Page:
Whatever Happened to the “War of Necessity”?
Remember the halcyon days of 2008’s presidential campaign? In case you forgot candidate Obama’s position on the Taliban and Afghanistan, here’s a short refresher:
In case your computer is negative contact on audio/video capabilities, that was candidate Obama, in the late stages of the presidential campaign, bashing Pervez Musharraf for signing a peace treaty with the Taliban.
As recently as August, the President could be heard referring to the war in Afghanistan as a “necessary war”:
‘This is not a war of choice,” Barack Obama told the Veterans of Foreign Wars on Aug. 17. “This is a war of necessity.
“Those who attacked America on 9/11 are plotting to do so again. If left unchecked, the Taliban insurgency will mean an even larger safe haven from which al-Qaida would plot to kill more Americans. So this is not only a war worth fighting. This is fundamental to the defense of our people.”
This is, of course, supposed to be in contradistinction to the superfluous “just for fun” war in Iraq, I guess. The point is: until fairly recently, President Obama had a storied history of claiming that Afghanistan was a just and righteous war that he would prosecute with due diligence and vigor. Iraq was supposed to have drawn needed resources and troops from the “necessary war”.
I would be remiss if I didn’t point out that President Obama isn’t the first or only liberal Democrat to take this stance. The practice of liberals trying to appear hawkish by claiming to want to use troops and resources withdrawn from Iraq in Afghanistan dates back at least to the presidential election of 2004. John Kerry (who served in Vietnam) used this strategy extensively.
At least candidate Obama was on record opposing the Iraq war from the very beginning. But that still doesn’t excuse the sudden waffling. The Obama administration’s sudden indecision is about far more than simple disagreements over what degree to increase engagement in Afghanistan; the enemy has itself been redefined.
In the first two of the sessions, which are taking place in the secure Situation Room in the White House basement, Obama kept returning to one question for his advisers: Who is our adversary, the official said.
The answer to Obama’s question was, as it was in March when Obama first announced an Afghanistan strategy.
But amid changing circumstances in Afghanistan, the implications of that renewed determination for the current war debate are many.
There now are no more than 100 al-Qaida in Afghanistan. Instead, the U.S. fight in Afghanistan is against the Taliban, now increasingly being defined by the Obama team as distinct from al-Qaida. While still dangerous, the Taliban is seen as an indigenous movement with almost entirely local and territorial aims, less of a threat to the U.S. than the terrorist network.
Obama’s team believes some elements in the Taliban are aligned with al-Qaida, with its transnational reach and aims of attacking the West, but probably not the majority and mostly for tactical rather than ideological reasons, the official said.
“They’re not the same type of group,” White House press secretary Robert Gibbs said. “It’s certainly not backed up by any of the intelligence.”
Suddenly the man who denounced Musharraf for engaging the Taliban in diplomacy is himself uncertain about whether or not the Taliban are even really the enemy.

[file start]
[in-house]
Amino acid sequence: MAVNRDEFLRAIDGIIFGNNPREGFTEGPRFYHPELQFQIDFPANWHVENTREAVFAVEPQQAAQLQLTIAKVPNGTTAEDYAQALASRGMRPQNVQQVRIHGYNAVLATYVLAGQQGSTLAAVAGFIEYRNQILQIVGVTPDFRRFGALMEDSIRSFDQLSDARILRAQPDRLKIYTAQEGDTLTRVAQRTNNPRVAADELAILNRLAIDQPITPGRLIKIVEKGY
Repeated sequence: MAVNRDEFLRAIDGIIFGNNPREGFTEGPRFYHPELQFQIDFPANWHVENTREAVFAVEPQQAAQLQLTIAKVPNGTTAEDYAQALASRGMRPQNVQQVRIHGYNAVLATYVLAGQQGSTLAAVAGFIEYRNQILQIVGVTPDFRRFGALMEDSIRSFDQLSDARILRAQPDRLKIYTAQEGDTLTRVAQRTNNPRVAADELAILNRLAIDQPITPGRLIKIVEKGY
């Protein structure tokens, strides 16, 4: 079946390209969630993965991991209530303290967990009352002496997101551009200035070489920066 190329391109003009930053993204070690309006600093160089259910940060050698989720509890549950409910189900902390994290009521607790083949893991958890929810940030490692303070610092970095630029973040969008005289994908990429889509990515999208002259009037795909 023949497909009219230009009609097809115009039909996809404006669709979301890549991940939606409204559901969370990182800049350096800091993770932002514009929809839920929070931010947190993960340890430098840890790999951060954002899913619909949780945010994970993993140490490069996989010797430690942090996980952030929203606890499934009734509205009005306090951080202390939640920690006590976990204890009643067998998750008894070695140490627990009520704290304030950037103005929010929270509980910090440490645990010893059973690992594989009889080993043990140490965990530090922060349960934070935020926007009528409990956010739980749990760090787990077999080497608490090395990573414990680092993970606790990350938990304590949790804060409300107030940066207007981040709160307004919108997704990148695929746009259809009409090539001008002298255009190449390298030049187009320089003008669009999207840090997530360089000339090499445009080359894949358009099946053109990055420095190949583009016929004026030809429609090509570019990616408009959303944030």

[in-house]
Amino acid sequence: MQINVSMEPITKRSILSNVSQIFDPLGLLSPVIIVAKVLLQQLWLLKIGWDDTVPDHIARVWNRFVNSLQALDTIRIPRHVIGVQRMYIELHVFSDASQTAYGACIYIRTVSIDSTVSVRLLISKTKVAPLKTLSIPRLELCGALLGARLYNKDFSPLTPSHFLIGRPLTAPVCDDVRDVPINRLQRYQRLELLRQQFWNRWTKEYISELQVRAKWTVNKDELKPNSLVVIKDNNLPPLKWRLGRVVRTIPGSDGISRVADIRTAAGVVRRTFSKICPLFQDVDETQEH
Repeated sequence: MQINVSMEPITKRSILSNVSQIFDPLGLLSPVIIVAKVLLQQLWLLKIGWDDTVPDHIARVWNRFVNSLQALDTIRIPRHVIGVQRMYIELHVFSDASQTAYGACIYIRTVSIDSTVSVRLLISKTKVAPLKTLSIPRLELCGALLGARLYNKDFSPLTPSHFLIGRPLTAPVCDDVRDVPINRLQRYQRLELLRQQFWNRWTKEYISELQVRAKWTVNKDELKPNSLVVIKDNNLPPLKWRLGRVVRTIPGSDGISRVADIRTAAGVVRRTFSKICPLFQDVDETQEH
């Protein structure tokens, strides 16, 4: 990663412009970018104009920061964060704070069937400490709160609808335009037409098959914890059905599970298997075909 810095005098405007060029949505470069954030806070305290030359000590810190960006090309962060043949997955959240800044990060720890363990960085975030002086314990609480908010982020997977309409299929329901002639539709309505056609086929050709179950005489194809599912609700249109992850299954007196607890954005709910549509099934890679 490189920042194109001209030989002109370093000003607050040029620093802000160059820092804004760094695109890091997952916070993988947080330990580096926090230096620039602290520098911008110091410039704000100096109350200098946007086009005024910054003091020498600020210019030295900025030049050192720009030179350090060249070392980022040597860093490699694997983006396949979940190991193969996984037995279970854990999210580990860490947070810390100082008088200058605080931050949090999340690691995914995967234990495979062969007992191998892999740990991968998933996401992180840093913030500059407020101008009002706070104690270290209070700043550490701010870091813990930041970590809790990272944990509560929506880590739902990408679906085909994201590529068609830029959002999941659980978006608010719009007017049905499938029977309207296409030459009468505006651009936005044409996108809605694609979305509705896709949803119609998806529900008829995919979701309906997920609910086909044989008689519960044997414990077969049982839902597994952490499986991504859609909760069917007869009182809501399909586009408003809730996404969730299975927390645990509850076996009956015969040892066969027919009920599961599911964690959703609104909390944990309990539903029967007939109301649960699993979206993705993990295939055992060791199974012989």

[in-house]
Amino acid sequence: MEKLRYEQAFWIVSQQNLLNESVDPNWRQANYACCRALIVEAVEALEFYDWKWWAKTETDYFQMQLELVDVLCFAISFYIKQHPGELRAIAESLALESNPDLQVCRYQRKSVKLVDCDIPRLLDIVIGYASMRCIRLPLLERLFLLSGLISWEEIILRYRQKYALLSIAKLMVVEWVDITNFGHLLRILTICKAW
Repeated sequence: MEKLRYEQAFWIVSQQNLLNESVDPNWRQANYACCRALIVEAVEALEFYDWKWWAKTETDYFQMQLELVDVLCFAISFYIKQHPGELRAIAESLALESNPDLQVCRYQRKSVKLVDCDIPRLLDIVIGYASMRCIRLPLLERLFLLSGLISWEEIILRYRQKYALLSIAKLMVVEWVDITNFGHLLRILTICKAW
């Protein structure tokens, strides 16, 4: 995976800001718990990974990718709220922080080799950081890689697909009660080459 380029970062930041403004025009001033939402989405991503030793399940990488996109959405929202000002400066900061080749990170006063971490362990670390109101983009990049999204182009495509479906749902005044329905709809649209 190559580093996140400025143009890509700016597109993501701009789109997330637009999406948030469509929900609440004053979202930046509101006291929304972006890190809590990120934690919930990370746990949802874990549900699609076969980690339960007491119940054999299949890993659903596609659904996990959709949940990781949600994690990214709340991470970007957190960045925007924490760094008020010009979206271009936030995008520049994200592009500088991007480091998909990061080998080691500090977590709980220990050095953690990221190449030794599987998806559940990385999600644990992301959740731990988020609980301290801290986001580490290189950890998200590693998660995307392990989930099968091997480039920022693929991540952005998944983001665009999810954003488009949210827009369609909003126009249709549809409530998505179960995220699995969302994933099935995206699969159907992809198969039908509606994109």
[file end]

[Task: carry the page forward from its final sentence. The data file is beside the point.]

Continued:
This, in and of itself, wouldn’t have had the potential to pique the public’s interest were it not for the continuing efforts of the Obama administration to effectively define the War on Terror and the enemy out of existence. Starting with “overseas contingency operations” and running right through the declaration of some Taliban as tolerable partners in Afghanistan’s reconstruction, there appears to have been a concerted effort to avoid actually fighting a war or an enemy by simply changing nomenclatures to the point that neither exist in any meaningful form.
Lest conservatives be branded with the idiotic and demonstrably false “party of no” imprecation on this issue, Gallup polling indicates that if President Obama were to follow General McChrystal’s advice and send a massive influx of troops to Afghanistan, 73% of Republicans would approve.
Also not helping the president in this matter is the ever-growing laundry list of issues he demagogued on the campaign trail but has waffled on since assuming office. During the campaign, deficits were bad, bad, BAD! Suddenly, once he was safely ensconced in office, deficit spending was just hunky-dorey, necessary, something to be tolerated because of Bush. Rendition was similarly awful, until he got into office and discovered that this whole terrorism thing wasn’t entirely a machination of the evil Bushitler, after all. The list goes on and on.
To be sure, Republicans have on occasion been elected only to break their promises once in office. The difference is that Democrats almost always break theirs once in office. Could it be that it is because liberal Democrats coopt the lofty rhetoric and image of conservatives (ahem, Reagan) only to conduct an about face once they don’t face the prospect of losing their election? Unfortunately, President Obama appears to be the most flagrant offender. After frequently coopting the Reagan brand, the president has flip-flopped in record time.
Either Afghanistan is a “war of necessity” and the Taliban are the enemy or the president probably lied at some point in time. Either he didn’t believe what he said on the trail and it was all a lie, or he believed it then and he’s fudging the truth some now to appease his base of craven cowards. It would be super helpful to know which one it is.